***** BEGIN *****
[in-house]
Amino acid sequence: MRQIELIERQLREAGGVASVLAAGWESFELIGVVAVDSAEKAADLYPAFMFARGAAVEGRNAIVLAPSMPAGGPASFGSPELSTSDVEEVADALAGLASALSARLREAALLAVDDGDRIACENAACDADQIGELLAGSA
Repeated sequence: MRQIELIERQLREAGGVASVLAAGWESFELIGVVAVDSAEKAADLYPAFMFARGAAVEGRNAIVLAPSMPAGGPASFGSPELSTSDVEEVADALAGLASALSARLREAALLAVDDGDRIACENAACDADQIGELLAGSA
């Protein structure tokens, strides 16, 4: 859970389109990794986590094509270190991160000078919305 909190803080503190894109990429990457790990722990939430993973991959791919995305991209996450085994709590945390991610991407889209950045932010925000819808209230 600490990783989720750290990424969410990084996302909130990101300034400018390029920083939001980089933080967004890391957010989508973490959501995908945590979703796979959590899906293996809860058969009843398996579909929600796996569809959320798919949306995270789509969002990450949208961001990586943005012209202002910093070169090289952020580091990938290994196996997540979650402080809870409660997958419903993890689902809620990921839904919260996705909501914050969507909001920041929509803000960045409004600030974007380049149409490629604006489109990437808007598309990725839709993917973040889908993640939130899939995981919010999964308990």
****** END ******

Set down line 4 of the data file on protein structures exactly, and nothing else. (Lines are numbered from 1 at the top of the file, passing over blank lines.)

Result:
């Protein structure tokens, strides 16, 4: 859970389109990794986590094509270190991160000078919305 909190803080503190894109990429990457790990722990939430993973991959791919995305991209996450085994709590945390991610991407889209950045932010925000819808209230 600490990783989720750290990424969410990084996302909130990101300034400018390029920083939001980089933080967004890391957010989508973490959501995908945590979703796979959590899906293996809860058969009843398996579909929600796996569809959320798919949306995270789509969002990450949208961001990586943005012209202002910093070169090289952020580091990938290994196996997540979650402080809870409660997958419903993890689902809620990921839904919260996705909501914050969507909001920041929509803000960045409004600030974007380049149409490629604006489109990437808007598309990725839709993917973040889908993640939130899939995981919010999964308990």